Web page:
But there’s another truth and it’s one that I’ve had a really hard time accepting. It’s about the long view. I spent the better part of 20 years developing these really bad coping strategies. It will take me a long time to change them, nearly certainly more than 3 years. For many things that I care about I am willing to invest huge amounts of time (schooling as an example), often because I can see that the end goal is worth it. And many times I can make these investments on faith (when someone tells me that I’ll get a diploma at the end as an example). With nearly everything else in my life, I can take the long view; I am willing to put up with the pain of the now to get something in the future, even when that something isn’t happiness or a perfect life. Why does the pay off for treatment have to be held to a different standard?

Now there are very real differences here. I like school, the pain that I’ve experienced while in treatment far outstrips anything else I’ve ever felt, and the evidence I have of the benefits of recovery aren’t as strong as the evidence I have of many other things (that, for example, a higher degree would make my life a lot easier). Recovery is harder than anything else I have done in my life because when I look at it logically I can’t guarantee that I’m making the right choice to pursue it. But if I look at the long haul, I can see that I can’t come to the conclusion that it’s failed yet. The experiment has to continue. And I do believe that when people are waning in their motivation, it’s because they are re-analyzing the long view and that view is scary.

But I hope others can join me in realizing that it has to be long, but we are capable.

 

 

 

Rumplestiltskin and Regina: Gender and Villains

Over the weekend I was at CONvergence, a delightful convention about sci fi and fantasy. While I was there I sat on a panel about Once Upon a Time, and an interesting question came up: Rumplestiltskin is far more compelling, relatable, and interesting than Regina. Many people found that in the second season they just got sick of Regina who spent the whole season flip flopping between good and evil. These observations ring true to me: Regina is a less interesting, engaging, and compassionate character than Rumple, and in general people don’t seem to root for her the way they do Rumple. She’s often written awkwardly and unbelievably, particularly in the second season in her relationship with her mother. The question that was asked was whether this could be related to gender: are the writers better at making Rumple a good character because they’re better at writing men?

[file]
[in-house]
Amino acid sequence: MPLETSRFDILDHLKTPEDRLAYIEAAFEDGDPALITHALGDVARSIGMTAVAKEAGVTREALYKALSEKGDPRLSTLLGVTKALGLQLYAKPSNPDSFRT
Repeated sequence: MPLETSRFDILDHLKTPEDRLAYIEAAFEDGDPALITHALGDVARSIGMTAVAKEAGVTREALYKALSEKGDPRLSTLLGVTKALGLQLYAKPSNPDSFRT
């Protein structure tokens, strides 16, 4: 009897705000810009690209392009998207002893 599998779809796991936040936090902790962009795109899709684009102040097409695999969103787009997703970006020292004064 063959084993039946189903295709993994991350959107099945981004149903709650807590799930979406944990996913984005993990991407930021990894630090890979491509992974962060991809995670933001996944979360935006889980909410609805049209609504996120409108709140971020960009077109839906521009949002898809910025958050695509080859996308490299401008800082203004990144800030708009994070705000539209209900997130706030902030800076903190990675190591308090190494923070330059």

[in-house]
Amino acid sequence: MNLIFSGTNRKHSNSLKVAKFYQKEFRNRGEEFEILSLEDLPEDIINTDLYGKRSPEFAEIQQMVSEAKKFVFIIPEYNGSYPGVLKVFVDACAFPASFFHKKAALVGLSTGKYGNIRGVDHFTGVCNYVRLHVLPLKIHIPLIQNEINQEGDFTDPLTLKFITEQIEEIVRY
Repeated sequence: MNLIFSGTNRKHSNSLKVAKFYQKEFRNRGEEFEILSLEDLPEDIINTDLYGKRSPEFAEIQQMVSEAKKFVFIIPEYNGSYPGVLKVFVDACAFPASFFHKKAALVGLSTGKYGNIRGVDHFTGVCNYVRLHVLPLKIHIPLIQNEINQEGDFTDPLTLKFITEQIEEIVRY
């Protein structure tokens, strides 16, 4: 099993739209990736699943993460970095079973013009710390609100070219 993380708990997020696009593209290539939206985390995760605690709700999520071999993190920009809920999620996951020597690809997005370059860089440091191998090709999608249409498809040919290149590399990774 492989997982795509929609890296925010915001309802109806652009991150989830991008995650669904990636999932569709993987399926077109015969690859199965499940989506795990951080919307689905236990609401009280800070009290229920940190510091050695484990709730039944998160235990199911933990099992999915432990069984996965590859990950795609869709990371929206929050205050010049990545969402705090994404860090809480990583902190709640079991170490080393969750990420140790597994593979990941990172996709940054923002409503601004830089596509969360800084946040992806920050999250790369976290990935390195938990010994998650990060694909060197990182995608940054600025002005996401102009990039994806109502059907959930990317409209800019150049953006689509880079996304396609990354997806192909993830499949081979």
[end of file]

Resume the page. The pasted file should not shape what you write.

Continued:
At first I felt at gut level that this was wrong. The show has so many varieties of women written both strong and weak, good and evil, many of them extremely compelling and interesting. How could the writers have fallen down on gender lines here? And I think that there are a few elements that differentiate Rumple from Regina that are not about gender that make him a much stronger character:

1.Rumple has a clear core, a clear motivation, and a clear path to redemption. We have known what drives Rumple from the very beginning: he does not want to be weak and magic is his way out of being weak. His motivation has always been to regain Baelfire. Of course the introduction of Belle complicates this, but she becomes his path to redemption to regain Bael. His character is clearly set out and he doesn’t deviate from these motivations.

2.Regina’s motivation is always shaky. While the core of her character has always been betrayal of trust (when Snow told her mother about Daniel), she hasn’t had a clear path since then: the writers haven’t made her WANT anything except for Snow’s death, and that they’ve gone back and forth on. It makes her shaky and unclear. In addition, they’ve introduced smaller desires along the way that have muddled things up: Henry, her mother, her father, and the kingdom.